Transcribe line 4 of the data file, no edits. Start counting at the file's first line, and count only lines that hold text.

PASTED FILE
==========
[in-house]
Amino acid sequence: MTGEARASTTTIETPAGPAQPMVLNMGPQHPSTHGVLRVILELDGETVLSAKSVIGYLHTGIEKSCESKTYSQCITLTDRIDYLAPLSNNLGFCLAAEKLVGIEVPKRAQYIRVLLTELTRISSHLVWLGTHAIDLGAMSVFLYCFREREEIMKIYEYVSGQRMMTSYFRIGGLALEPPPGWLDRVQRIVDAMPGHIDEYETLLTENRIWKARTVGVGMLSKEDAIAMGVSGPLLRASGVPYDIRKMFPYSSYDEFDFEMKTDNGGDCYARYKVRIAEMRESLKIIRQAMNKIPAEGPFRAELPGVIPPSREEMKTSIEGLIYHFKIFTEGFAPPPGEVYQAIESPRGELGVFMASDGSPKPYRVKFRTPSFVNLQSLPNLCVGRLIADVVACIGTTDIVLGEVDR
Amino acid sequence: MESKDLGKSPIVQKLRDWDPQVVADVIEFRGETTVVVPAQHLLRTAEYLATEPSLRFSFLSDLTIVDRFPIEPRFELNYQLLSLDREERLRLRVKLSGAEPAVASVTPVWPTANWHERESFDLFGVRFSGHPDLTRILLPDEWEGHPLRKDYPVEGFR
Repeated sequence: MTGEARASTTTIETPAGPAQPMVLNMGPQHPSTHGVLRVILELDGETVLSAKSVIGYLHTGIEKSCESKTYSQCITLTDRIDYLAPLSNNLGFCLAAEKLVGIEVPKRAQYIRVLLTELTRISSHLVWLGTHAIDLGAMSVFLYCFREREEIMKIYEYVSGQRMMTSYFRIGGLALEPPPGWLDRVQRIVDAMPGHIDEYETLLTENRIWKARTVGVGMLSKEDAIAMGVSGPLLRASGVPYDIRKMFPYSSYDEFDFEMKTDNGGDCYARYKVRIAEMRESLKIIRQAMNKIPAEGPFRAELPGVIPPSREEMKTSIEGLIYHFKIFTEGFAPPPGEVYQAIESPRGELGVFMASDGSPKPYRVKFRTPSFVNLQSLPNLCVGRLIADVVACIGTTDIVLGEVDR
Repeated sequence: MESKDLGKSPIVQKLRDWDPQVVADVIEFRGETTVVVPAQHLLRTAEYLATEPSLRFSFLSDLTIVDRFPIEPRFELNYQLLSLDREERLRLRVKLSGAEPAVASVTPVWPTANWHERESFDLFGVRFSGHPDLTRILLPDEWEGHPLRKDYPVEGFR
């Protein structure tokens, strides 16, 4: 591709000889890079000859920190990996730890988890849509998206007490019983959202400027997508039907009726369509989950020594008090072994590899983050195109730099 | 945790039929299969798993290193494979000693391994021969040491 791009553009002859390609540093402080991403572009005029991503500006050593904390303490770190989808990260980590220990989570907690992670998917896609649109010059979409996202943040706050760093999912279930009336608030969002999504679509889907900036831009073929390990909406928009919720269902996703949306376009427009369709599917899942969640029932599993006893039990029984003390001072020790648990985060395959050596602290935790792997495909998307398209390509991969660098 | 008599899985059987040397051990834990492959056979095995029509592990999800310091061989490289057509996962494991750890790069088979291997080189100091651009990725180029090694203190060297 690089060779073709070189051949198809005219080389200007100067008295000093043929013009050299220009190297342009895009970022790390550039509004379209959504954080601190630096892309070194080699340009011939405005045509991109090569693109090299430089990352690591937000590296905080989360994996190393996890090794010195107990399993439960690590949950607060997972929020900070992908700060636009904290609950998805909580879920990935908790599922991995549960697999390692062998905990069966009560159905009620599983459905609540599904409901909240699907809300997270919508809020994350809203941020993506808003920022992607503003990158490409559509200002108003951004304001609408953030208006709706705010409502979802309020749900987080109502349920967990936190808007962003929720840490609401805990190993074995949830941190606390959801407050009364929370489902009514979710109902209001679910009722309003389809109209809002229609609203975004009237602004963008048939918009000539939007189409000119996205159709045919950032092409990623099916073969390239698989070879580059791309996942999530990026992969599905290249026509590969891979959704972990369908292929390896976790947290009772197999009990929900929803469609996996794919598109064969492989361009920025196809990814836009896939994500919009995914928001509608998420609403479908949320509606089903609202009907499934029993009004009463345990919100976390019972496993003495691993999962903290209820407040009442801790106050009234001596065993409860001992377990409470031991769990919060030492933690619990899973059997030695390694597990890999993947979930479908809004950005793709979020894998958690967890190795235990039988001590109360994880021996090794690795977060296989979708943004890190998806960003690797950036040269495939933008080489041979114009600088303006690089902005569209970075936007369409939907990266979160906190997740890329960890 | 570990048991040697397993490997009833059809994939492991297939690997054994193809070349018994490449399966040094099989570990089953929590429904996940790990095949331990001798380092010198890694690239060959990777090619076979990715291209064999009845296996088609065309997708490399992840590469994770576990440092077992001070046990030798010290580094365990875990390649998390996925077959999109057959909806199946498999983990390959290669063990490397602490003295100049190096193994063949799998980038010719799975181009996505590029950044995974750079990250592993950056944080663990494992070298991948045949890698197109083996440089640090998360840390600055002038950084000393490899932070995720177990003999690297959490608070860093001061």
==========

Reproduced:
Repeated sequence: MTGEARASTTTIETPAGPAQPMVLNMGPQHPSTHGVLRVILELDGETVLSAKSVIGYLHTGIEKSCESKTYSQCITLTDRIDYLAPLSNNLGFCLAAEKLVGIEVPKRAQYIRVLLTELTRISSHLVWLGTHAIDLGAMSVFLYCFREREEIMKIYEYVSGQRMMTSYFRIGGLALEPPPGWLDRVQRIVDAMPGHIDEYETLLTENRIWKARTVGVGMLSKEDAIAMGVSGPLLRASGVPYDIRKMFPYSSYDEFDFEMKTDNGGDCYARYKVRIAEMRESLKIIRQAMNKIPAEGPFRAELPGVIPPSREEMKTSIEGLIYHFKIFTEGFAPPPGEVYQAIESPRGELGVFMASDGSPKPYRVKFRTPSFVNLQSLPNLCVGRLIADVVACIGTTDIVLGEVDR